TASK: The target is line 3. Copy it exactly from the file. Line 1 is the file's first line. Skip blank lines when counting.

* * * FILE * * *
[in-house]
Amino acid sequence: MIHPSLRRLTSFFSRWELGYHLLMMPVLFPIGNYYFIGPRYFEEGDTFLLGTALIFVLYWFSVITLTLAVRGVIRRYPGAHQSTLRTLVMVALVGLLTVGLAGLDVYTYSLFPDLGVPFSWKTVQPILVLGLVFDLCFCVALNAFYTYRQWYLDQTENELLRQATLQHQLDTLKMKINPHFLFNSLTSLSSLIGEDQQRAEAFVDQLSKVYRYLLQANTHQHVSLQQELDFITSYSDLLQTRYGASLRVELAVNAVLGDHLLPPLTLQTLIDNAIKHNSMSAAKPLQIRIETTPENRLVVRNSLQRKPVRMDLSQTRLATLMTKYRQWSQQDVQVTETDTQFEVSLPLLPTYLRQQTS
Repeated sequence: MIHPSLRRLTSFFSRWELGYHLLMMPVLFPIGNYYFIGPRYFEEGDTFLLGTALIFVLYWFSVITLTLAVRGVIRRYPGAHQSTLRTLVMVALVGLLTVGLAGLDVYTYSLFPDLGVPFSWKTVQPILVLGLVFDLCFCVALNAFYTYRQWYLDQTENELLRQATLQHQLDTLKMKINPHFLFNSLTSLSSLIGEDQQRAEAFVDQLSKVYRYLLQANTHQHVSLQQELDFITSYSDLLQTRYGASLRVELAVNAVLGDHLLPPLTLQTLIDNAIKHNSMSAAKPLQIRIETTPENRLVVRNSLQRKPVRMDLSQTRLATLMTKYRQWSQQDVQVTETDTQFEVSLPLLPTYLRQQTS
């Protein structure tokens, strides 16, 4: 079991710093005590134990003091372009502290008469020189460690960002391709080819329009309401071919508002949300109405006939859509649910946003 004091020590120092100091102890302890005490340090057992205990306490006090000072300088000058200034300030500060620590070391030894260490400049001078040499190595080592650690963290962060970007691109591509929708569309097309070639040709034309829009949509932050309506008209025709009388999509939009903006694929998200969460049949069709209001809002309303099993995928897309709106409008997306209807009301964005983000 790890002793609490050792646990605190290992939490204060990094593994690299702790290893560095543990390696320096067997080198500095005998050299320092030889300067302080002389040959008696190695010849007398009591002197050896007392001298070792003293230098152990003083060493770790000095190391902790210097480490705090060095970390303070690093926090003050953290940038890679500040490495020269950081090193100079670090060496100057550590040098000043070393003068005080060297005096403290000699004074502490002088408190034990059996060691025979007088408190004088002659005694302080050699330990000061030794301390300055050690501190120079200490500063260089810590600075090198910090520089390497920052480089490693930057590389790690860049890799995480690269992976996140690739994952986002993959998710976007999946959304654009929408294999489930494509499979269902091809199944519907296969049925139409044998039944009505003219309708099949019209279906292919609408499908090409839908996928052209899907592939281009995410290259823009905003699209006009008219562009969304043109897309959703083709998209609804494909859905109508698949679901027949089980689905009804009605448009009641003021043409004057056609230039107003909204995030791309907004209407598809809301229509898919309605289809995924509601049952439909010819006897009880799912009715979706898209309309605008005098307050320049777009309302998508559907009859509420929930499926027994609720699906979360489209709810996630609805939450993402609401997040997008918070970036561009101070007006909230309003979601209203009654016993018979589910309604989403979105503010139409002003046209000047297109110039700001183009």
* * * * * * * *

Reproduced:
Repeated sequence: MIHPSLRRLTSFFSRWELGYHLLMMPVLFPIGNYYFIGPRYFEEGDTFLLGTALIFVLYWFSVITLTLAVRGVIRRYPGAHQSTLRTLVMVALVGLLTVGLAGLDVYTYSLFPDLGVPFSWKTVQPILVLGLVFDLCFCVALNAFYTYRQWYLDQTENELLRQATLQHQLDTLKMKINPHFLFNSLTSLSSLIGEDQQRAEAFVDQLSKVYRYLLQANTHQHVSLQQELDFITSYSDLLQTRYGASLRVELAVNAVLGDHLLPPLTLQTLIDNAIKHNSMSAAKPLQIRIETTPENRLVVRNSLQRKPVRMDLSQTRLATLMTKYRQWSQQDVQVTETDTQFEVSLPLLPTYLRQQTS